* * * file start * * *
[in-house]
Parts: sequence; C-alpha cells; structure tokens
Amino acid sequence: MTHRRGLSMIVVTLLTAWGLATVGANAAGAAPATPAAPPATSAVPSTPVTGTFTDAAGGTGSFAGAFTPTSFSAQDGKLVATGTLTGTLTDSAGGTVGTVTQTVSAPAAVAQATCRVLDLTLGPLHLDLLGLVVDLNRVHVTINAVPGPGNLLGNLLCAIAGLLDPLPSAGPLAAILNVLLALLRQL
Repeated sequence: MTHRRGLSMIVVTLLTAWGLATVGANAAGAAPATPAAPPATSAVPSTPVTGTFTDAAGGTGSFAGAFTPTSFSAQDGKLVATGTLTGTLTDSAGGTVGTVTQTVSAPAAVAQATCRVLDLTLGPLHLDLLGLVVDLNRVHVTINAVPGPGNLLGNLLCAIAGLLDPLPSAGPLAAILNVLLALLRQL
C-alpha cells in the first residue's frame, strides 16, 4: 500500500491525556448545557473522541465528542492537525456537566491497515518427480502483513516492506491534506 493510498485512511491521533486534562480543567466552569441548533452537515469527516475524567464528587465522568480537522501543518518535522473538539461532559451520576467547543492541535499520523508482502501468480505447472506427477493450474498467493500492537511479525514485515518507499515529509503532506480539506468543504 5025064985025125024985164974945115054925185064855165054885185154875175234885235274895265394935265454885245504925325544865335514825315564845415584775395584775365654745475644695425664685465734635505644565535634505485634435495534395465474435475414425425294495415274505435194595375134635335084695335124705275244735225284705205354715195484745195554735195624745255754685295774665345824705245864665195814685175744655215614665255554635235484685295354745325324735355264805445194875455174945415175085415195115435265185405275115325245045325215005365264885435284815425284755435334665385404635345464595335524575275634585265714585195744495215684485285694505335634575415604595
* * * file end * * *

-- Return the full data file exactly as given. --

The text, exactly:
[in-house]
Parts: sequence; C-alpha cells; structure tokens
Amino acid sequence: MTHRRGLSMIVVTLLTAWGLATVGANAAGAAPATPAAPPATSAVPSTPVTGTFTDAAGGTGSFAGAFTPTSFSAQDGKLVATGTLTGTLTDSAGGTVGTVTQTVSAPAAVAQATCRVLDLTLGPLHLDLLGLVVDLNRVHVTINAVPGPGNLLGNLLCAIAGLLDPLPSAGPLAAILNVLLALLRQL
Repeated sequence: MTHRRGLSMIVVTLLTAWGLATVGANAAGAAPATPAAPPATSAVPSTPVTGTFTDAAGGTGSFAGAFTPTSFSAQDGKLVATGTLTGTLTDSAGGTVGTVTQTVSAPAAVAQATCRVLDLTLGPLHLDLLGLVVDLNRVHVTINAVPGPGNLLGNLLCAIAGLLDPLPSAGPLAAILNVLLALLRQL
C-alpha cells in the first residue's frame, strides 16, 4: 500500500491525556448545557473522541465528542492537525456537566491497515518427480502483513516492506491534506 493510498485512511491521533486534562480543567466552569441548533452537515469527516475524567464528587465522568480537522501543518518535522473538539461532559451520576467547543492541535499520523508482502501468480505447472506427477493450474498467493500492537511479525514485515518507499515529509503532506480539506468543504 5025064985025125024985164974945115054925185064855165054885185154875175234885235274895265394935265454885245504925325544865335514825315564845415584775395584775365654745475644695425664685465734635505644565535634505485634435495534395465474435475414425425294495415274505435194595375134635335084695335124705275244735225284705205354715195484745195554735195624745255754685295774665345824705245864665195814685175744655215614665255554635235484685295354745325324735355264805445194875455174945415175085415195115435265185405275115325245045325215005365264885435284815425284755435334665385404635345464595335524575275634585265714585195744495215684485285694505335634575415604595